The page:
Each year, researchers in the field of pharmacological medicine are forced to invent new configurations of antiviral drugs – this is especially true for influenza vaccines. Influenza strains adapt to drugs from year to year, which makes it necessary to look for new ways to effectively combat them. So, the research team from Oxford University today released its new study on the possibility of counteracting adaptive strains of the influenza virus by using the so-called epitopes, which are an integral part of the viral bacterium, which practically did not change over time.
In fact, even earlier, experts found those areas of viral bacteria that have developed most slowly throughout history – which gives tangible chances for the development of the so-called universal flu vaccine. However, previous studies were mainly based on the study of the internal, deep structures of the viral bacterium. Oxford specialists decided to pay attention again to the “heads” with which bacteria attach to immune cells – they were able to establish that their structure contains the so-called epitopes – sections of the heads of bacteria that, with an increase in the adaptability of the bacteria themselves, practically do not change in their chemical composition .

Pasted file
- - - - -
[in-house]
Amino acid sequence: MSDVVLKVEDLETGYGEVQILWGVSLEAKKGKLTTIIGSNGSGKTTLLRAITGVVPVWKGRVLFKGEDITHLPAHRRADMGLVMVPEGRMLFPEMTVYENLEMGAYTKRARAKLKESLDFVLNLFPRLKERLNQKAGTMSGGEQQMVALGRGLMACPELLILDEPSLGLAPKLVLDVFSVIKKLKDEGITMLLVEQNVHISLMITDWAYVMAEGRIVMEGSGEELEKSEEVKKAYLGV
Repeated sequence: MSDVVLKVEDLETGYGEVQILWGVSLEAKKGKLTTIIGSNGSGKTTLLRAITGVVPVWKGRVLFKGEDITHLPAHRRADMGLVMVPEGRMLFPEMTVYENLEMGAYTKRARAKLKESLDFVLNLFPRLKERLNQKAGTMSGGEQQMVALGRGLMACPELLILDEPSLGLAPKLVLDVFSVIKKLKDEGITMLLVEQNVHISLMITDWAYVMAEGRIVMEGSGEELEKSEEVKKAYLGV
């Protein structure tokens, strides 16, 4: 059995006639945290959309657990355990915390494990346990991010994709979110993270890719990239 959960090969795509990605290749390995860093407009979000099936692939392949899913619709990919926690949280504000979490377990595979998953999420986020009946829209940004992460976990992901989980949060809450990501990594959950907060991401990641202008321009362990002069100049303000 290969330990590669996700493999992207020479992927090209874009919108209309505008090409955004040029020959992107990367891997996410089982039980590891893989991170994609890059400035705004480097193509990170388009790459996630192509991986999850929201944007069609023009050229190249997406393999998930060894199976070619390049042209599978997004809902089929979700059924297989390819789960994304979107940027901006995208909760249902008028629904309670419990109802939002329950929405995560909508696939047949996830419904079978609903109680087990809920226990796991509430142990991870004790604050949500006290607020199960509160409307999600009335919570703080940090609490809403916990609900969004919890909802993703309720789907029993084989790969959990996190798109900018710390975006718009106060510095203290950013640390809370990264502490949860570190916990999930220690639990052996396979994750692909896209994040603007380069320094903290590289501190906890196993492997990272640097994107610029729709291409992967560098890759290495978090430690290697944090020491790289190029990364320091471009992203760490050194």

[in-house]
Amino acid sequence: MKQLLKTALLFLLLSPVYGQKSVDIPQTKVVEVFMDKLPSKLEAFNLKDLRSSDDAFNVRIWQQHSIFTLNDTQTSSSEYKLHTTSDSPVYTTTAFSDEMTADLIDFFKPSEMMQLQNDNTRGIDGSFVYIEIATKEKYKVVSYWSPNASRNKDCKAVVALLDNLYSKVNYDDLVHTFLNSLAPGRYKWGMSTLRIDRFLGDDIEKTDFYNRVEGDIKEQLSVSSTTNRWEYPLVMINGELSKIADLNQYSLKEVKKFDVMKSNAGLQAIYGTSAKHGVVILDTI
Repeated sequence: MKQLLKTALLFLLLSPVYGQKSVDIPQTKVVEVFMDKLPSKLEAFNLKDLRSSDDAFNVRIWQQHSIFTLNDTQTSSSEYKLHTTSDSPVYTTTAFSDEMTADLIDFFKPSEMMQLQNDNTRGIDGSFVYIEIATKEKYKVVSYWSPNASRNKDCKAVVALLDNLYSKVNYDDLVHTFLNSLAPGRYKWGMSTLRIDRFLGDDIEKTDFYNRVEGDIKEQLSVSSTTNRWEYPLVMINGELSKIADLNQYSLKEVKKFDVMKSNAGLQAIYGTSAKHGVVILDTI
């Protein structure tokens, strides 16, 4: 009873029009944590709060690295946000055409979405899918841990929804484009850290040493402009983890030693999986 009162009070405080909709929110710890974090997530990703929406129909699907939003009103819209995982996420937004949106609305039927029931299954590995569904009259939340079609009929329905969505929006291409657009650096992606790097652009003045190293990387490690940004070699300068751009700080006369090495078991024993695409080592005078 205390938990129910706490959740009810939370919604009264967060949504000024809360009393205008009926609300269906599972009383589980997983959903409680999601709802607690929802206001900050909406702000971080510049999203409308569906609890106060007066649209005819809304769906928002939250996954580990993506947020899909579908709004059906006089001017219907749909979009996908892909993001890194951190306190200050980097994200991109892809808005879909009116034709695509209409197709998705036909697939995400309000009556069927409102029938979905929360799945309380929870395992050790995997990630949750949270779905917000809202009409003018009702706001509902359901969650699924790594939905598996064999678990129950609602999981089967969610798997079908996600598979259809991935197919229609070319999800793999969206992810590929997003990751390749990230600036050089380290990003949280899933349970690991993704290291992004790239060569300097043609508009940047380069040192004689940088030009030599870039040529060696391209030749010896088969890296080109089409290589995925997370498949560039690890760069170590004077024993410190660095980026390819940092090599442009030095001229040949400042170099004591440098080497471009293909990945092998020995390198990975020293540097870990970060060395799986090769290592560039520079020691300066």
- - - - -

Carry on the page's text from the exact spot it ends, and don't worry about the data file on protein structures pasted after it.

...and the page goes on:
Syringe, medical injection in hand. Vaccination equipment with needle.
After conducting several tests on experimental mice using influenza virus strains from 2006 and 1977, scientists came to the conclusion that later strains constitute a really stable “line of defense” against earlier ones – provided that the mice themselves were not exposed before exposure to earlier influenza virus strains.
Thus, the findings of the researchers have a promising character, essentially bringing closer the possibility of developing a universal vaccine against the influenza virus – which will attack primarily those sections of viral bacteria that develop and adapt most slowly. This approach becomes really excellent and rational in the long run, as in theory it will eliminate the need to develop a new strain of antiviral drugs every year.